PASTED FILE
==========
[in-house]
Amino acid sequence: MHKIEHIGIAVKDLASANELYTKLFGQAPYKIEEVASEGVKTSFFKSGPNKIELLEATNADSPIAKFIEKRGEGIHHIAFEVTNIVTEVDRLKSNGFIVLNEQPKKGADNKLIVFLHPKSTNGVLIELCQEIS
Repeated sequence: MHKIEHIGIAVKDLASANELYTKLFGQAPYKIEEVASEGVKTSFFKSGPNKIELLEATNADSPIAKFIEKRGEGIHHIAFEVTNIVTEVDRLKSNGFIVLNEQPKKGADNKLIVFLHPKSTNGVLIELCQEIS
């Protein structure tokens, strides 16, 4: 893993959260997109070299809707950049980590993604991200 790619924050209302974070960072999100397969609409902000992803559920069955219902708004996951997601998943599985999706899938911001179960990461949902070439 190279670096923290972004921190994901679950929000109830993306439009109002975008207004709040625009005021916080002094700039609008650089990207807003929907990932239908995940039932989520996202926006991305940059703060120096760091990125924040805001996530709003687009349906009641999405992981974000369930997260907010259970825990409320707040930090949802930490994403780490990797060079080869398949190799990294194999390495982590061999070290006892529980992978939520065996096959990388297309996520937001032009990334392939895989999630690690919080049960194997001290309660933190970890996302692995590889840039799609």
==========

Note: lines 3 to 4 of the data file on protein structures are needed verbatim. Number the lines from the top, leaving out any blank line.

Repeated sequence: MHKIEHIGIAVKDLASANELYTKLFGQAPYKIEEVASEGVKTSFFKSGPNKIELLEATNADSPIAKFIEKRGEGIHHIAFEVTNIVTEVDRLKSNGFIVLNEQPKKGADNKLIVFLHPKSTNGVLIELCQEIS
């Protein structure tokens, strides 16, 4: 893993959260997109070299809707950049980590993604991200 790619924050209302974070960072999100397969609409902000992803559920069955219902708004996951997601998943599985999706899938911001179960990461949902070439 190279670096923290972004921190994901679950929000109830993306439009109002975008207004709040625009005021916080002094700039609008650089990207807003929907990932239908995940039932989520996202926006991305940059703060120096760091990125924040805001996530709003687009349906009641999405992981974000369930997260907010259970825990409320707040930090949802930490994403780490990797060079080869398949190799990294194999390495982590061999070290006892529980992978939520065996096959990388297309996520937001032009990334392939895989999630690690919080049960194997001290309660933190970890996302692995590889840039799609």